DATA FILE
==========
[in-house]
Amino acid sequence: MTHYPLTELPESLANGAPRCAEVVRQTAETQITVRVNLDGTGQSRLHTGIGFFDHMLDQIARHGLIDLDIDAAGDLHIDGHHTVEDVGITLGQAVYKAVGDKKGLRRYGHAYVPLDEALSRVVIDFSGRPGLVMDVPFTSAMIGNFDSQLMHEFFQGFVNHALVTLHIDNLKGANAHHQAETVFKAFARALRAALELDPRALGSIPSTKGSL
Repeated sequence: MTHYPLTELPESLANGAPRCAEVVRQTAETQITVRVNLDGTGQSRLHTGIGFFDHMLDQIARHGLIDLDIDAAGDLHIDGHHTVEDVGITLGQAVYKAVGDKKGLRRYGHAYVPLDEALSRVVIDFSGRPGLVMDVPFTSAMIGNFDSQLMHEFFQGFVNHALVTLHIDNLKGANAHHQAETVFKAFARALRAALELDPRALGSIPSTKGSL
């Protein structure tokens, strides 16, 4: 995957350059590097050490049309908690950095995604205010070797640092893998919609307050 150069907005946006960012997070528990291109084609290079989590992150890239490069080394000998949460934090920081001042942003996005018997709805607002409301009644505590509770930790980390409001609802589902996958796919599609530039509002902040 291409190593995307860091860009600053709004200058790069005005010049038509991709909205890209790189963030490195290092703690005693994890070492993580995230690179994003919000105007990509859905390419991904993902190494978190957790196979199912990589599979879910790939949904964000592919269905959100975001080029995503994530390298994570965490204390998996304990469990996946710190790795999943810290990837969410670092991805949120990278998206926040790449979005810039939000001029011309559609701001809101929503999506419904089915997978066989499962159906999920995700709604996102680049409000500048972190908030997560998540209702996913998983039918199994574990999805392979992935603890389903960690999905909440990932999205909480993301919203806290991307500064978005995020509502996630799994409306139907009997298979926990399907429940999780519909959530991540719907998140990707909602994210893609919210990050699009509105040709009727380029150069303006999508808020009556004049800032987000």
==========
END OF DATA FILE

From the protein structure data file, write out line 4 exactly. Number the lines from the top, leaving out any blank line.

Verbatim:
């Protein structure tokens, strides 16, 4: 995957350059590097050490049309908690950095995604205010070797640092893998919609307050 150069907005946006960012997070528990291109084609290079989590992150890239490069080394000998949460934090920081001042942003996005018997709805607002409301009644505590509770930790980390409001609802589902996958796919599609530039509002902040 291409190593995307860091860009600053709004200058790069005005010049038509991709909205890209790189963030490195290092703690005693994890070492993580995230690179994003919000105007990509859905390419991904993902190494978190957790196979199912990589599979879910790939949904964000592919269905959100975001080029995503994530390298994570965490204390998996304990469990996946710190790795999943810290990837969410670092991805949120990278998206926040790449979005810039939000001029011309559609701001809101929503999506419904089915997978066989499962159906999920995700709604996102680049409000500048972190908030997560998540209702996913998983039918199994574990999805392979992935603890389903960690999905909440990932999205909480993301919203806290991307500064978005995020509502996630799994409306139907009997298979926990399907429940999780519909959530991540719907998140990707909602994210893609919210990050699009509105040709009727380029150069303006999508808020009556004049800032987000």